# Cowell’s formulation¶

For cases where we only study the gravitational forces, solving the Kepler’s equation is enough to propagate the orbit forward in time. However, when we want to take perturbations that deviate from Keplerian forces into account, we need a more complex method to solve our initial value problem: one of them is Cowell’s formulation.

In this formulation we write the two body differential equation separating the Keplerian and the perturbation accelerations:

$\ddot{\mathbb{r}} = -\frac{\mu}{|\mathbb{r}|^3} \mathbb{r} + \mathbb{a}_d$

For an in-depth exploration of this topic, still to be integrated in poliastro, check out this Master thesis.

An earlier version of this notebook allowed for more flexibility and interactivity, but was considerably more complex. Future versions of poliastro and plotly might bring back part of that functionality, depending on user feedback. You can still download the older version here.

## First example¶

Let’s setup a very simple example with constant acceleration to visualize the effects on the orbit:

:

from astropy import time
from astropy import units as u

import numpy as np

from poliastro.bodies import Earth
from poliastro.core.propagation import func_twobody
from poliastro.examples import iss
from poliastro.plotting import OrbitPlotter
from poliastro.plotting.orbit.backends import Plotly3D
from poliastro.twobody import Orbit
from poliastro.twobody.propagation import CowellPropagator
from poliastro.twobody.sampling import EpochsArray
from poliastro.util import norm


To provide an acceleration depending on an extra parameter, we can use closures like this one:

:

accel = 2e-5

:

def constant_accel_factory(accel):
def constant_accel(t0, u, k):
v = u[3:]
norm_v = (v ** 2 + v ** 2 + v ** 2) ** 0.5
return accel * v / norm_v

return constant_accel

:

def f(t0, state, k):
du_kep = func_twobody(t0, state, k)
ax, ay, az = constant_accel_factory(accel)(t0, state, k)
du_ad = np.array([0, 0, 0, ax, ay, az])


:

times = np.linspace(0, 10 * iss.period, 500)
times

:

$[0,~111.36212,~222.72424,~\dots,~55346.973,~55458.335,~55569.697] \; \mathrm{s}$
:

ephem = iss.to_ephem(
EpochsArray(iss.epoch + times, method=CowellPropagator(rtol=1e-11, f=f)),
)


And we plot the results:

:

frame = OrbitPlotter(backend=Plotly3D())

frame.set_attractor(Earth)
frame.plot_ephem(ephem, label="ISS")

:

(Scatter3d({
'line': {'color': 'rgb(31, 119, 180)', 'dash': 'solid', 'width': 5},
'mode': 'lines',
'name': 'ISS',
'showlegend': True,
'x': array([ 859.07256   , 1671.25960505, 2457.15602056, ..., 1397.77703636,
2093.29692966, 2776.01690913]),
'y': array([-4137.20368   , -3873.06052242, -3547.36485445, ..., -5585.63104917,
-5360.76635309, -5102.43872781]),
'z': array([5295.56871   , 5302.40908447, 5225.0884093 , ..., 7244.2012053 ,
7251.65801693, 7213.95475356])
}),
None)


## Error checking¶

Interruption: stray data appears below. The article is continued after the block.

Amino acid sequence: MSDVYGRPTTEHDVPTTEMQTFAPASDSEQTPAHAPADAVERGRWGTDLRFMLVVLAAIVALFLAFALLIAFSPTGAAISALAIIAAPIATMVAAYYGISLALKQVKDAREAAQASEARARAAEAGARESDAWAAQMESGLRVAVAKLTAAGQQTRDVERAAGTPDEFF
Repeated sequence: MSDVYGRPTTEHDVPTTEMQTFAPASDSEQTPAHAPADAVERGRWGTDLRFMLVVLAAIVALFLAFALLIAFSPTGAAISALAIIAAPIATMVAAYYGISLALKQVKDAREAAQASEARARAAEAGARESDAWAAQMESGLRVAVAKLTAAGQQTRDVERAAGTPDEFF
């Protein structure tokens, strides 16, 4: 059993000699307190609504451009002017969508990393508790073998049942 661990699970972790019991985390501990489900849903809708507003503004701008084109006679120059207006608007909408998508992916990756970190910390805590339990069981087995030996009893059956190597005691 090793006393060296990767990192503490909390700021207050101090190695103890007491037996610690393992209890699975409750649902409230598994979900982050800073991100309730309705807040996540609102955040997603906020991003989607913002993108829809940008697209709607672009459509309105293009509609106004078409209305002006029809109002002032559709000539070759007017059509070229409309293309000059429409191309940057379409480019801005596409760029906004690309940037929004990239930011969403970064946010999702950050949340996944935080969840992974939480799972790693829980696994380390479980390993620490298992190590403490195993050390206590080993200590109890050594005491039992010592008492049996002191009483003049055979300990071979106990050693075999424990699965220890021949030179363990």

:

def state_to_vector(ss):
r, v = ss.rv()
x, y, z = r.to_value(u.km)
vx, vy, vz = v.to_value(u.km / u.s)
return np.array([x, y, z, vx, vy, vz])

:

k = Earth.k.to(u.km**3 / u.s**2).value

:

rtol = 1e-13
full_periods = 2

:

u0 = state_to_vector(iss)
tf = (2 * full_periods + 1) * iss.period / 2

u0, tf

:

(array([ 8.59072560e+02, -4.13720368e+03,  5.29556871e+03,  7.37289205e+00,
2.08223573e+00,  4.39999794e-01]),
<Quantity 13892.42425291 s>)

:

iss_f_kep = iss.propagate(tf)

:

iss_f_num = iss.propagate(tf, method=CowellPropagator(rtol=rtol))

:

iss_f_num.r, iss_f_kep.r

:

(<Quantity [ -835.92108005,  4151.60692532, -5303.60427969] km>,
<Quantity [ -835.92108005,  4151.60692532, -5303.60427969] km>)

:

assert np.allclose(iss_f_num.r, iss_f_kep.r, rtol=rtol, atol=1e-08 * u.km)
assert np.allclose(
iss_f_num.v, iss_f_kep.v, rtol=rtol, atol=1e-08 * u.km / u.s
)

:

assert np.allclose(iss_f_num.a, iss_f_kep.a, rtol=rtol, atol=1e-08 * u.km)
assert np.allclose(iss_f_num.ecc, iss_f_kep.ecc, rtol=rtol)
assert np.allclose(iss_f_num.inc, iss_f_kep.inc, rtol=rtol, atol=1e-08 * u.rad)
assert np.allclose(
iss_f_num.raan, iss_f_kep.raan, rtol=rtol, atol=1e-08 * u.rad
)
assert np.allclose(
iss_f_num.argp, iss_f_kep.argp, rtol=rtol, atol=1e-08 * u.rad
)
assert np.allclose(iss_f_num.nu, iss_f_kep.nu, rtol=rtol, atol=1e-08 * u.rad)


## Numerical validation¶

According to [Edelbaum, 1961], a coplanar, semimajor axis change with tangent thrust is defined by:

$\frac{\operatorname{d}\!a}{a_0} = 2 \frac{F}{m V_0}\operatorname{d}\!t, \qquad \frac{\Delta{V}}{V_0} = \frac{1}{2} \frac{\Delta{a}}{a_0}$

So let’s create a new circular orbit and perform the necessary checks, assuming constant mass and thrust (i.e. constant acceleration):

:

orb = Orbit.circular(Earth, 500 << u.km)
tof = 20 * orb.period

def f(t0, state, k):
du_kep = func_twobody(t0, state, k)
ax, ay, az = ad(t0, state, k)
du_ad = np.array([0, 0, 0, ax, ay, az])

orb_final = orb.propagate(tof, method=CowellPropagator(f=f))

:

da_a0 = (orb_final.a - orb.a) / orb.a
da_a0

:

$2.989621 \times 10^{-6} \; \mathrm{\frac{km}{m}}$
:

dv_v0 = abs(norm(orb_final.v) - norm(orb.v)) / norm(orb.v)
2 * dv_v0

:

$0.0029960538 \; \mathrm{}$
:

np.allclose(da_a0, 2 * dv_v0, rtol=1e-2)

:

True


This means we successfully validated the model against an extremely simple orbit transfer with an approximate analytical solution. Notice that the final eccentricity, as originally noticed by Edelbaum, is nonzero:

:

orb_final.ecc

:

$6.6621426 \times 10^{-6} \; \mathrm{}$